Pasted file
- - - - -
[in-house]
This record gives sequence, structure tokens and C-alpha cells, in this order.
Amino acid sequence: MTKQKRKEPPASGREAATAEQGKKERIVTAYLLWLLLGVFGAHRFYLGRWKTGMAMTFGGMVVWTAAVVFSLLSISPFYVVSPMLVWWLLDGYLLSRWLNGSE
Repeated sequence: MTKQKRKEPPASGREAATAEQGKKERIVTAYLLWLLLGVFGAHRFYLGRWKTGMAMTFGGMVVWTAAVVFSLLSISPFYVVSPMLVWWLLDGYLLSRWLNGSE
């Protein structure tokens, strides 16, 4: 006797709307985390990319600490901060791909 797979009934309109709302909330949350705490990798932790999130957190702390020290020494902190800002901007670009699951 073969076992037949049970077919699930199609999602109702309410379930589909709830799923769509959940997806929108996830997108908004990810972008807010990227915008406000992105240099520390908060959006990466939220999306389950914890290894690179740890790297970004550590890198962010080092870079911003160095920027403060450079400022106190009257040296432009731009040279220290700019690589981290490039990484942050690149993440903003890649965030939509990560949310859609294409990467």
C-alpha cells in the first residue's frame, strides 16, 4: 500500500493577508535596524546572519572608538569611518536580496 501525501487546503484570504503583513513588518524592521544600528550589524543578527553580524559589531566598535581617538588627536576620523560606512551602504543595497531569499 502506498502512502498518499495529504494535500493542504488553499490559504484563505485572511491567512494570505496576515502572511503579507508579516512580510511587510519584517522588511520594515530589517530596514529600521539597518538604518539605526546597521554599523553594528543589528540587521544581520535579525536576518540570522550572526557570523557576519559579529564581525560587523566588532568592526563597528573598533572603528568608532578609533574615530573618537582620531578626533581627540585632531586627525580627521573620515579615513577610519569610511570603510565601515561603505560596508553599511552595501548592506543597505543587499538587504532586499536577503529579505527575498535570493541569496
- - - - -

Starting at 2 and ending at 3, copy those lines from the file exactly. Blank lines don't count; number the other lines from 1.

This record gives sequence, structure tokens and C-alpha cells, in this order.
Amino acid sequence: MTKQKRKEPPASGREAATAEQGKKERIVTAYLLWLLLGVFGAHRFYLGRWKTGMAMTFGGMVVWTAAVVFSLLSISPFYVVSPMLVWWLLDGYLLSRWLNGSE